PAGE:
Overweight Drinkers Face Double Risk of Liver Damage
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Obesity and alcohol act together to increase the risk of liver disease in both men and women.
Two studies conclude that, from a public health perspective, strategies to jointly reduce both excessive alcohol consumption and excessive body weight should lead to a reduction in the incidence of liver disease.
The first study, conducted by University of Oxford researchers, saw examination of the link between body mass index (BMI) and liver cirrhosis in 1.2 million middle-aged British women.
Each participant was followed for an average of 6.2 years, and risks were adjusted for factors such as age, alcohol consumption, smoking, socioeconomic status and physical activity. Compared to women of healthy weight, women who were obese had an increased relative risk of liver cirrhosis.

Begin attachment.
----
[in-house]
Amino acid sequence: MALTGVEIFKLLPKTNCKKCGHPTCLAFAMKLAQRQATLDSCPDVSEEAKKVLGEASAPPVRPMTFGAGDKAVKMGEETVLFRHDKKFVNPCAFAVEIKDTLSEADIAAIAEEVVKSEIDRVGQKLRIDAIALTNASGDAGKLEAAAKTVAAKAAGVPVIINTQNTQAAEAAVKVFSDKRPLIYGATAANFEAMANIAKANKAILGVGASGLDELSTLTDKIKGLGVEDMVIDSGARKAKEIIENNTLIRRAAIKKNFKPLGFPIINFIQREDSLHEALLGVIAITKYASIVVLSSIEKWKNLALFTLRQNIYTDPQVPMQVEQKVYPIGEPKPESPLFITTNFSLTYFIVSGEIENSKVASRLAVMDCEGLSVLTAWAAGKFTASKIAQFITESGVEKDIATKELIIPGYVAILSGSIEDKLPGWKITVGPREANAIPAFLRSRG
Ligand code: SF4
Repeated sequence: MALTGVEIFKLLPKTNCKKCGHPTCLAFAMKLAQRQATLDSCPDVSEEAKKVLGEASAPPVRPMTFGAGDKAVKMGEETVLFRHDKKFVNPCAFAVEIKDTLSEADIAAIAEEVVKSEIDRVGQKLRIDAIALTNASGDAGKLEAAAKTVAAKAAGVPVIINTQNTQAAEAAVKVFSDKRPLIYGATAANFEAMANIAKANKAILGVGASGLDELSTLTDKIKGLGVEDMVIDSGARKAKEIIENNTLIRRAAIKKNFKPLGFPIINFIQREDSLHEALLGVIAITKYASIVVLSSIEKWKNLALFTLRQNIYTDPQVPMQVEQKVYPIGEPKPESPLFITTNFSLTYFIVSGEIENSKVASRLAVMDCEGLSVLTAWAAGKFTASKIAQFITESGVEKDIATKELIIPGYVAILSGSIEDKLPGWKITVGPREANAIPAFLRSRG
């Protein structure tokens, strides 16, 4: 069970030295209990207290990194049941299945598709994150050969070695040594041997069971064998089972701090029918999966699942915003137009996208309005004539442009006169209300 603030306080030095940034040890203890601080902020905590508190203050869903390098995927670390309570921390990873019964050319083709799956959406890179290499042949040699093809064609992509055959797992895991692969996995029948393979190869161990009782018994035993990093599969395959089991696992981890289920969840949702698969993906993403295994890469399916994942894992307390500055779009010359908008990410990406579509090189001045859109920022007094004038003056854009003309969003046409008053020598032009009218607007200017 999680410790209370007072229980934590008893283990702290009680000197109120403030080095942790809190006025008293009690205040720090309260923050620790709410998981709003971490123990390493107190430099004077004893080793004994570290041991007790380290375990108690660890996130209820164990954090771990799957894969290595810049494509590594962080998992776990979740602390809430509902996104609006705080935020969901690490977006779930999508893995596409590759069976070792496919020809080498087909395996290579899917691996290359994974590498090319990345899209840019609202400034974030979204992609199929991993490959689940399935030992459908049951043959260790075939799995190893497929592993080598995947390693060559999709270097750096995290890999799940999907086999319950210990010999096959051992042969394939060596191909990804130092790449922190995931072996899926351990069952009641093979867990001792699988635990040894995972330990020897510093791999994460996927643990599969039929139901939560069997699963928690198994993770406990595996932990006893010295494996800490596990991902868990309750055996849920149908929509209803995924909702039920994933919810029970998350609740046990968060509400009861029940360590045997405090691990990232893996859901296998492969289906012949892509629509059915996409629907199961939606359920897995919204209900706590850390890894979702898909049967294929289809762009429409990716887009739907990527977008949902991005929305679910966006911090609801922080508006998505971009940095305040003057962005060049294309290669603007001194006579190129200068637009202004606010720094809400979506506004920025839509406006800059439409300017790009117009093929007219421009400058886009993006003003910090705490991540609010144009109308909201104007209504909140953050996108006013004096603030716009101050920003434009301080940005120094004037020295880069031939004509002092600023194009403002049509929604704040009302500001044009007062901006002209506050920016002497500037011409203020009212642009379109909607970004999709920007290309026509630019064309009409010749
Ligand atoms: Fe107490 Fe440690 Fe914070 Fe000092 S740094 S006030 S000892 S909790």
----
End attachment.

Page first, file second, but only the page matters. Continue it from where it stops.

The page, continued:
In the second study, scientists from the Universities of Glasgow and Bristol investigated the joint effects of BMI and alcohol consumption on liver disease in more than 9,000 men in Scotland.
Participants were tracked for an average of 29 years. Both factors were related to liver disease and, more importantly, the combination of high BMI and alcohol consumption was greater than the additive effect of the two separate factors.
Source: Times of India